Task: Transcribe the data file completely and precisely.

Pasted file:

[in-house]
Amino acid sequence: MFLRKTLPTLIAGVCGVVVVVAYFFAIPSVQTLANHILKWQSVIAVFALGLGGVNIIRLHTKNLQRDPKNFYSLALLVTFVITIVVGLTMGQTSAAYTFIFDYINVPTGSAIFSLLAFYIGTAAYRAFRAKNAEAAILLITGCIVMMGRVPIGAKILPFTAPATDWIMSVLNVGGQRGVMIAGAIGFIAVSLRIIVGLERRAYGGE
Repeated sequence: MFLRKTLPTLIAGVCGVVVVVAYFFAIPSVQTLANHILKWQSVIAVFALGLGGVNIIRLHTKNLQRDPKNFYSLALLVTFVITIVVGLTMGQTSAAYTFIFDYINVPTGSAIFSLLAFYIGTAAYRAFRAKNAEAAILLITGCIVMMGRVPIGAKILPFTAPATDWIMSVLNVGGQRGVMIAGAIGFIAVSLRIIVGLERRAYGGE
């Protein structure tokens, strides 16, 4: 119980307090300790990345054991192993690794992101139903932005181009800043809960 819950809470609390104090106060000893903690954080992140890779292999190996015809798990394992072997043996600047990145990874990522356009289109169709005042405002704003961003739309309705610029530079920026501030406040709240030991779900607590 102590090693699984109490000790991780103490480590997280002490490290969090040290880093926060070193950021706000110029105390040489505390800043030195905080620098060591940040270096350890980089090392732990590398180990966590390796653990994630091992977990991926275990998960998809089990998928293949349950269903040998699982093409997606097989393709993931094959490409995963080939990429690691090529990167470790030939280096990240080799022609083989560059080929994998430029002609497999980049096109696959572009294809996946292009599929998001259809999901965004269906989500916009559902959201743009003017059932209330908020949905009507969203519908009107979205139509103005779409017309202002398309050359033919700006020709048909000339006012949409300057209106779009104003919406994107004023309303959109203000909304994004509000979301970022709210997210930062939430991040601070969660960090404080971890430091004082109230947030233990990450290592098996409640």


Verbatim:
[in-house]
Amino acid sequence: MFLRKTLPTLIAGVCGVVVVVAYFFAIPSVQTLANHILKWQSVIAVFALGLGGVNIIRLHTKNLQRDPKNFYSLALLVTFVITIVVGLTMGQTSAAYTFIFDYINVPTGSAIFSLLAFYIGTAAYRAFRAKNAEAAILLITGCIVMMGRVPIGAKILPFTAPATDWIMSVLNVGGQRGVMIAGAIGFIAVSLRIIVGLERRAYGGE
Repeated sequence: MFLRKTLPTLIAGVCGVVVVVAYFFAIPSVQTLANHILKWQSVIAVFALGLGGVNIIRLHTKNLQRDPKNFYSLALLVTFVITIVVGLTMGQTSAAYTFIFDYINVPTGSAIFSLLAFYIGTAAYRAFRAKNAEAAILLITGCIVMMGRVPIGAKILPFTAPATDWIMSVLNVGGQRGVMIAGAIGFIAVSLRIIVGLERRAYGGE
């Protein structure tokens, strides 16, 4: 119980307090300790990345054991192993690794992101139903932005181009800043809960 819950809470609390104090106060000893903690954080992140890779292999190996015809798990394992072997043996600047990145990874990522356009289109169709005042405002704003961003739309309705610029530079920026501030406040709240030991779900607590 102590090693699984109490000790991780103490480590997280002490490290969090040290880093926060070193950021706000110029105390040489505390800043030195905080620098060591940040270096350890980089090392732990590398180990966590390796653990994630091992977990991926275990998960998809089990998928293949349950269903040998699982093409997606097989393709993931094959490409995963080939990429690691090529990167470790030939280096990240080799022609083989560059080929994998430029002609497999980049096109696959572009294809996946292009599929998001259809999901965004269906989500916009559902959201743009003017059932209330908020949905009507969203519908009107979205139509103005779409017309202002398309050359033919700006020709048909000339006012949409300057209106779009104003919406994107004023309303959109203000909304994004509000979301970022709210997210930062939430991040601070969660960090404080971890430091004082109230947030233990990450290592098996409640």